Food, Photos, & Going the Extra Marketing Mile

Posted by Amy Peveto on March 26, 2013

Social media has forever changed the way we interact with businesses. Fortunately many companies are embracing these changes and giving customers great experiences.

Food as advertising

Between the stream of baby photos and silly memes flying through your Facebook newsfeed you’ve probably spotted photos of thick steaks, bizarre dishes, and perfectly-sculpted exotic desserts.

It’s not uncommon these days for people to take pictures of their food and share it with their social circles through apps like Foodspotting — they’re experiencing something fun and want to share it with others.

Customers’ snapping and sharing should make restaurateurs proud, especially when the photo includes a statement like, “Isn’t this dessert beautiful?” or “Best pizza in town!”

It’s free advertising — something many businesses pray for, and that social media is perfect at spreading.

No photos, please

Despite its potential benefits some restaurants, particularly in New York, have banned food photography outright — and not always without cause. “Foodies” are everywhere, and some are not shy about using bulky cameras, flash photography, standing on their chair to get the best shot, and other distracting behavior.

While I understand the impetus behind these bans (can you imagine someone at the table next to you at a fancy restaurant standing on his chair to take a photo of his food?), I think restaurants are going about it the wrong way.

They may be stopping distracting behavior, but they’re also cutting off any potential for free, positive advertising from customers who share their snapshots online.

Share the love

We’ve written a lot about developing your brand and the importance of maintaining it; however, your brand is never really yours.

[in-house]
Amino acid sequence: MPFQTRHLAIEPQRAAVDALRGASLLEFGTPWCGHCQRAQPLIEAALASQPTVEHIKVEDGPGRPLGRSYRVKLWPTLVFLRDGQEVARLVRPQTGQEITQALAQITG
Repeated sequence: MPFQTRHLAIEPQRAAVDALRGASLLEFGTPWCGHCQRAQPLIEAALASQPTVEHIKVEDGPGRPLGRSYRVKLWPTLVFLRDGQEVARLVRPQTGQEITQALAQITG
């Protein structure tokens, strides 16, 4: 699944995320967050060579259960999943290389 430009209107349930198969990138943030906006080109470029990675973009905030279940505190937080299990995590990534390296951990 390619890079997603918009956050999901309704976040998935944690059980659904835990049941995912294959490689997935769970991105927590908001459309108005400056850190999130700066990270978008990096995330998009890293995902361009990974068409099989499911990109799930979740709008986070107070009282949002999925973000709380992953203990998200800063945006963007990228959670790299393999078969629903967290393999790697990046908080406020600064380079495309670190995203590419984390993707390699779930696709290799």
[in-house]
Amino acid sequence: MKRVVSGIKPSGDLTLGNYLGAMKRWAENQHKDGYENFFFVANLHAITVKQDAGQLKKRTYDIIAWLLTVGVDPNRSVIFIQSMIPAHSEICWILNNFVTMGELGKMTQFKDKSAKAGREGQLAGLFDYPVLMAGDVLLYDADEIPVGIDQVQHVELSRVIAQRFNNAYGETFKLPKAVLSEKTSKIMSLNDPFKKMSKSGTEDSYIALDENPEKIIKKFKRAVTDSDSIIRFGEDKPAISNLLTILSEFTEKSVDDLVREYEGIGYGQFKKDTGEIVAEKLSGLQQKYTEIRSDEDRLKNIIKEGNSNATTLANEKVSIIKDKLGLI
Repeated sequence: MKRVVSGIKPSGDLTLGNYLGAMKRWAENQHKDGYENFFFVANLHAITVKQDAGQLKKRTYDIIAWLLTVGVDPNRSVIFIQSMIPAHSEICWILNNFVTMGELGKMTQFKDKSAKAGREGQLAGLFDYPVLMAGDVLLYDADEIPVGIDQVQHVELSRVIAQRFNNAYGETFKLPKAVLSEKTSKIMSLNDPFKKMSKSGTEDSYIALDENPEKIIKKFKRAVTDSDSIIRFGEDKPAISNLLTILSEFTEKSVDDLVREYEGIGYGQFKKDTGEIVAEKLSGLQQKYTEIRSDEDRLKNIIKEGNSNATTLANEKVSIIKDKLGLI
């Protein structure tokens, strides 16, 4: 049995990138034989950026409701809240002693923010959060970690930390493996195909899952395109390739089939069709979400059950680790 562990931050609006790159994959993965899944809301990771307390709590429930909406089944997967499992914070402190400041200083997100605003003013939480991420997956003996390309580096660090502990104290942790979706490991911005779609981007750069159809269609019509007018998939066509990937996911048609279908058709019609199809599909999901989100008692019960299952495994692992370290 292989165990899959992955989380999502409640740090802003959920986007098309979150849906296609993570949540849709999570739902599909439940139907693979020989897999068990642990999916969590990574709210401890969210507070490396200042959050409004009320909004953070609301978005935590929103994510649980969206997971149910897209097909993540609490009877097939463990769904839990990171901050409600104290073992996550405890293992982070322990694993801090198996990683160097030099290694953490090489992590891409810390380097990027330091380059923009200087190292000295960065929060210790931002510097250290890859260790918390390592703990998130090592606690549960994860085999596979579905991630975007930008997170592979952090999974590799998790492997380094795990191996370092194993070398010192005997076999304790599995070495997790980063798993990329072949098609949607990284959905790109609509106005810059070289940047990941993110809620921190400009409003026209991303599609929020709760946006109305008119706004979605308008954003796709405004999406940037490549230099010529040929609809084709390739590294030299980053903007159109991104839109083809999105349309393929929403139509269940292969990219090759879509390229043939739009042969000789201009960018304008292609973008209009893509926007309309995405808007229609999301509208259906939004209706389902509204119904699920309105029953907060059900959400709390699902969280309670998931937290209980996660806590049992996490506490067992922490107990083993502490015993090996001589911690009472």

What your customers say about you has just as much—if not more—of an effect as what you say about yourself.

You can’t force customers to say good things about you, but you can give them such a great experience that they sing your praises to anyone who will listen.

Say cheese (pizza)

Rather than yelling at customers from the kitchen or frisking them for cameras at the door, some restaurateurs are coming up with creative ways to let everyone have their cake and take photos of it too.

When diners at New York’s Bouley restaurant get snap-happy, Chef David Bouley invites them into the kitchen to take their photos.

“We’ll say, ‘That shot will look so much better on the marble table in our kitchen’...It’s like, here’s the sauce, here’s the plate. Snap it. We make it like an adventure for them instead of telling them no.”

Other restaurants even go as far as providing professional, digital photos of customers’ meals along with their checks.

Go the extra mile

What’s a customer’s typical experience with you like? Do you ban photos, ignore or delete negative social media comments, or otherwise stifle their actions?

Social media is here to stay, and if you want to survive you need to do more and better for your customers.

You don’t have to spend every waking second obsessing over how to surprise and delight your customers — some efforts just aren’t scalable, after all, and may do more harm than good.

Sometimes it’s the little things that matter. It doesn’t take much for Chef Bouley to invite customers to the kitchen to take photos, and it makes the customer feel special. A customer who complains about you online doesn’t need to be fawned over — sometimes they just need someone to listen and acknowledge the issue.

Try going the extra mile, or even 100 yards, for your customers — I guarantee the results will be delicious.

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[Image: Amy Peveto]


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